Qualithoughts by: Tina Rodriguez, Talent Acquisition Director, Q2 HR Solutions
High-level executives that carry titles beginning with the term “Chief” are identified as C-level management employees. Examples of these high-level employees are chief executive officers, chief operations officers, and chief financial officers. These are the people entrusted with the responsibility to create strategies and make high-stake decisions that ensure company operations stay in line with their mission and vision.
The working environments of these C-level executives are often under high pressure and varying levels of stress because of the demand placed on their performances. However, these are challenges that attract majority of these high-level executives in an organisation.
A recruitment trend that will send the message that a certain job post has high demands is to give a tough interview to potential candidates.
According to HR Pro Tim Sackett, a friend of his – who is profiled as a high-level talent – went on several interviews from reputable companies for a top management positions. Out of all interviews, Sackett’s friend chose the company that gave him the most challenging interview.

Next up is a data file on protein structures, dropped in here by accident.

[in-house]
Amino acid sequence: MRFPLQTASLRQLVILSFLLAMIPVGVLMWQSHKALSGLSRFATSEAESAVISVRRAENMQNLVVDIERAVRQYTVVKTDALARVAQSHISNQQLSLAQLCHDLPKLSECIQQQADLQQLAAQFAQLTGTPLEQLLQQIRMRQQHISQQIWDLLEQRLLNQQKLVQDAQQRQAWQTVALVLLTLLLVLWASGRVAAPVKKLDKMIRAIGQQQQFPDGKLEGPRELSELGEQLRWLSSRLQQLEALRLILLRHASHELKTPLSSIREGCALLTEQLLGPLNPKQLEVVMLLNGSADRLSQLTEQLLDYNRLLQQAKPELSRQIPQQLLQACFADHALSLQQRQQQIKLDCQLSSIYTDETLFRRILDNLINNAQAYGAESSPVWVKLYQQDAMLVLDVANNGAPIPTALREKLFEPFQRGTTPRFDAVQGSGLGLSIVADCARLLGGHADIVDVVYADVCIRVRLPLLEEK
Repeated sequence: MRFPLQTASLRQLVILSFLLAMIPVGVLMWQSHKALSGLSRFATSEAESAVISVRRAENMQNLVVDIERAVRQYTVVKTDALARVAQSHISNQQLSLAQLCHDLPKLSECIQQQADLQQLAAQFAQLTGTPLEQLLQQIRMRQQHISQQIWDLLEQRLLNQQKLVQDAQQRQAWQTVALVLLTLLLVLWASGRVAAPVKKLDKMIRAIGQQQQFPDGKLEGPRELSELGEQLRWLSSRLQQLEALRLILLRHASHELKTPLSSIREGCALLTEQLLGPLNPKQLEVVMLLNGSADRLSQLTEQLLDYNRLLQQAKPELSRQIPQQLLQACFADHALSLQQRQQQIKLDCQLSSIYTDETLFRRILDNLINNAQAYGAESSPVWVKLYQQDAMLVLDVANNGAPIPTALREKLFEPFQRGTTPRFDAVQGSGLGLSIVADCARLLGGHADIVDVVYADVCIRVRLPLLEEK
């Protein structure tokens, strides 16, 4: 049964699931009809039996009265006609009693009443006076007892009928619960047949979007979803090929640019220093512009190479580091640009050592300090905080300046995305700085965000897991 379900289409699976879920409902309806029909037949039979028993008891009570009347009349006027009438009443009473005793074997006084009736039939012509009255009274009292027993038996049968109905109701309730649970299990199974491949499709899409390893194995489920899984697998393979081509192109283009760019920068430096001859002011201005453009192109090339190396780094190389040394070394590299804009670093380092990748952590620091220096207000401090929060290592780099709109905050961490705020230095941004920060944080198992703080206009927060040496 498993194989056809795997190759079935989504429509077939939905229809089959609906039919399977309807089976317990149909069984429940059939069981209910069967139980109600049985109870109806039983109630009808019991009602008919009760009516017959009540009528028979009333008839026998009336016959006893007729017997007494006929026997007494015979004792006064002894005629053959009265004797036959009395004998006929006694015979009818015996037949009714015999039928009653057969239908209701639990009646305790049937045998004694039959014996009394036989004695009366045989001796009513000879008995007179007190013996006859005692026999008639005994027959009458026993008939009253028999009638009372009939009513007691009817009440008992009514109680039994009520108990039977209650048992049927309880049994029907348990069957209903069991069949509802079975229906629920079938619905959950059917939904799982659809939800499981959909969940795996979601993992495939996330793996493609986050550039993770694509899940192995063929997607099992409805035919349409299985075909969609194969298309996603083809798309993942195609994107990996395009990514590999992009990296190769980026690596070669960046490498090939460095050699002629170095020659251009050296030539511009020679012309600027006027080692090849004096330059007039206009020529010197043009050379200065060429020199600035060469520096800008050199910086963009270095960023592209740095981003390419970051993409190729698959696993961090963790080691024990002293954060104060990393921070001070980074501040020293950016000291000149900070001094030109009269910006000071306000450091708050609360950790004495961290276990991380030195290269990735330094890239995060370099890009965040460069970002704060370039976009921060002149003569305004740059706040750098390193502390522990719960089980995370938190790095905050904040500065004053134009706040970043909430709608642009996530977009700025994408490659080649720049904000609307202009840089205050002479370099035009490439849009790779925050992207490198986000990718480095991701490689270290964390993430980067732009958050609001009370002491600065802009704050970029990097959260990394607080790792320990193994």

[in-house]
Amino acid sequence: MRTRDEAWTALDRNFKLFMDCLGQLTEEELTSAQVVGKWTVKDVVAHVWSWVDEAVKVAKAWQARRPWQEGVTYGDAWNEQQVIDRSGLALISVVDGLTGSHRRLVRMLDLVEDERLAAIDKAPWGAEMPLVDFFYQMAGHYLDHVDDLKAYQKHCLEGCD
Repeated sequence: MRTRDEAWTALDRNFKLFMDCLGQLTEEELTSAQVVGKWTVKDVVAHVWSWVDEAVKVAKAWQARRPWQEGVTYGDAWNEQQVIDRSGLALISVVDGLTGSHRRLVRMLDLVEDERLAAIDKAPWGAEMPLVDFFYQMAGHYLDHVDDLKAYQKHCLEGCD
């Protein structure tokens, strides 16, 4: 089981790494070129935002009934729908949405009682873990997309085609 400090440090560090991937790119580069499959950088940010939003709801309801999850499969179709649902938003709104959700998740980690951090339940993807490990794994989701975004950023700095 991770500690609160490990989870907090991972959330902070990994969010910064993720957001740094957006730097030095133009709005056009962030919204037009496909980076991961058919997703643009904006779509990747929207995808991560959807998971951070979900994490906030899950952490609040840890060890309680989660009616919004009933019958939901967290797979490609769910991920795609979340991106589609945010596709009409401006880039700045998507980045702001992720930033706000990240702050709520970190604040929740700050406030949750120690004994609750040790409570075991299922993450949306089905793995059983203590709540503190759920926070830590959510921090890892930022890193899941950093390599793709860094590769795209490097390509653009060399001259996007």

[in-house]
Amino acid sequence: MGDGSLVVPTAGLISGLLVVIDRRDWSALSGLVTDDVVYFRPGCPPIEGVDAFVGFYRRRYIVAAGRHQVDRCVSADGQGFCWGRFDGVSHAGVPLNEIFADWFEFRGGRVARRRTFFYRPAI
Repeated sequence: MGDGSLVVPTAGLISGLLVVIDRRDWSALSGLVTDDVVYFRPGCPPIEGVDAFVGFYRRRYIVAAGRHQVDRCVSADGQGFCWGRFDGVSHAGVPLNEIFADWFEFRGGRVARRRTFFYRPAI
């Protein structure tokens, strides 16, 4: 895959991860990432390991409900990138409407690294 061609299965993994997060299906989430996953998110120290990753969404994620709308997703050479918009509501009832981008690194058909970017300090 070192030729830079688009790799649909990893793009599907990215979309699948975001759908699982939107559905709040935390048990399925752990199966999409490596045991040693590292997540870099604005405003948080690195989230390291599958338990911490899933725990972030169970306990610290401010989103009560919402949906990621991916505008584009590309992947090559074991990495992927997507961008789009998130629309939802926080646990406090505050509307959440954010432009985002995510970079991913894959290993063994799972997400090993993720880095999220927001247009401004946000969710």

A tough interview sends the message that the company is upholding their standards in hiring top talent, which relays to a C-level executive that the organisation has a working environment that will challenge him as a professional into building his career further.
HR and search firms can follow this recruitment trend by making their interviews longer, focusing on a single candidate over a period of time, and asking challenging questions to their potential candidate.
Having long interviews gives both the recruiter and the potential candidate to discuss important matters about the job post and the company. It also shows that the organisation is meticulous about choosing their next employee, which shows the same when they schedule interviews separate from other candidates.
Not overlapping interview schedules means that the organisation is not in a rush to fill in their top level vacancy, which sends the message they invest enough time to really know each candidate.
But the biggest factor that makes an interview tough is the challenging questions. These questions will test the C-level their skills, knowledge, and emotional quotient in different working conditions individually and with co-workers.
At the same time, challenging questions pushes the candidate to reflect about his career growth and examine areas that needs improvement, throwing in whether the company will be able to help him develop on those areas.